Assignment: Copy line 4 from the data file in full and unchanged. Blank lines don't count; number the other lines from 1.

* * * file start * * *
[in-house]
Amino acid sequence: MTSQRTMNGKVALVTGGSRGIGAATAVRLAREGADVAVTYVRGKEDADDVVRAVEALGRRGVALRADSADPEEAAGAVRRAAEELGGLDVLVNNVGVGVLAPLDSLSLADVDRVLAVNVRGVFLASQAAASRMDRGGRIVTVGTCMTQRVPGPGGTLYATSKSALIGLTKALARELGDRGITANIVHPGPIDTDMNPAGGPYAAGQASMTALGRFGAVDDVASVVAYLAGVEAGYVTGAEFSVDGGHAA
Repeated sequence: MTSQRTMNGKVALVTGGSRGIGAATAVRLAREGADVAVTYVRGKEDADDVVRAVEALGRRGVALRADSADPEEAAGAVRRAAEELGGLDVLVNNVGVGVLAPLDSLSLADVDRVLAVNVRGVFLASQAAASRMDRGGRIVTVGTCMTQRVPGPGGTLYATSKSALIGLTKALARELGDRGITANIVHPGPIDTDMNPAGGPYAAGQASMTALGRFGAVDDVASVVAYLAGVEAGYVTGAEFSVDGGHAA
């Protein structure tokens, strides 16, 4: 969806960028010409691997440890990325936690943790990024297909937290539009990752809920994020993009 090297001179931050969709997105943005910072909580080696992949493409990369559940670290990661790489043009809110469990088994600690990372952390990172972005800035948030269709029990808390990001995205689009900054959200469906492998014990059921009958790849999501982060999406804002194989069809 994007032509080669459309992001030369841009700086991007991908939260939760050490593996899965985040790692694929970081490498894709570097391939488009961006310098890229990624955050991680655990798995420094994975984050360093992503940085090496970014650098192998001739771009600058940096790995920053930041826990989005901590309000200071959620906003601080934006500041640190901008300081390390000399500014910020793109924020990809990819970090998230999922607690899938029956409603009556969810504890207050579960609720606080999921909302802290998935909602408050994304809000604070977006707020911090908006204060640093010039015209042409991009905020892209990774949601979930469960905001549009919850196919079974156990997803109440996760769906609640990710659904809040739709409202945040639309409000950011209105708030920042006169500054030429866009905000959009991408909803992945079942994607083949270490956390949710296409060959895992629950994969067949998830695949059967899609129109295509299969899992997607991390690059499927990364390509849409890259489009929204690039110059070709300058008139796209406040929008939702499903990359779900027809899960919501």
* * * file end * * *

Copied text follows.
């Protein structure tokens, strides 16, 4: 969806960028010409691997440890990325936690943790990024297909937290539009990752809920994020993009 090297001179931050969709997105943005910072909580080696992949493409990369559940670290990661790489043009809110469990088994600690990372952390990172972005800035948030269709029990808390990001995205689009900054959200469906492998014990059921009958790849999501982060999406804002194989069809 994007032509080669459309992001030369841009700086991007991908939260939760050490593996899965985040790692694929970081490498894709570097391939488009961006310098890229990624955050991680655990798995420094994975984050360093992503940085090496970014650098192998001739771009600058940096790995920053930041826990989005901590309000200071959620906003601080934006500041640190901008300081390390000399500014910020793109924020990809990819970090998230999922607690899938029956409603009556969810504890207050579960609720606080999921909302802290998935909602408050994304809000604070977006707020911090908006204060640093010039015209042409991009905020892209990774949601979930469960905001549009919850196919079974156990997803109440996760769906609640990710659904809040739709409202945040639309409000950011209105708030920042006169500054030429866009905000959009991408909803992945079942994607083949270490956390949710296409060959895992629950994969067949998830695949059967899609129109295509299969899992997607991390690059499927990364390509849409890259489009929204690039110059070709300058008139796209406040929008939702499903990359779900027809899960919501």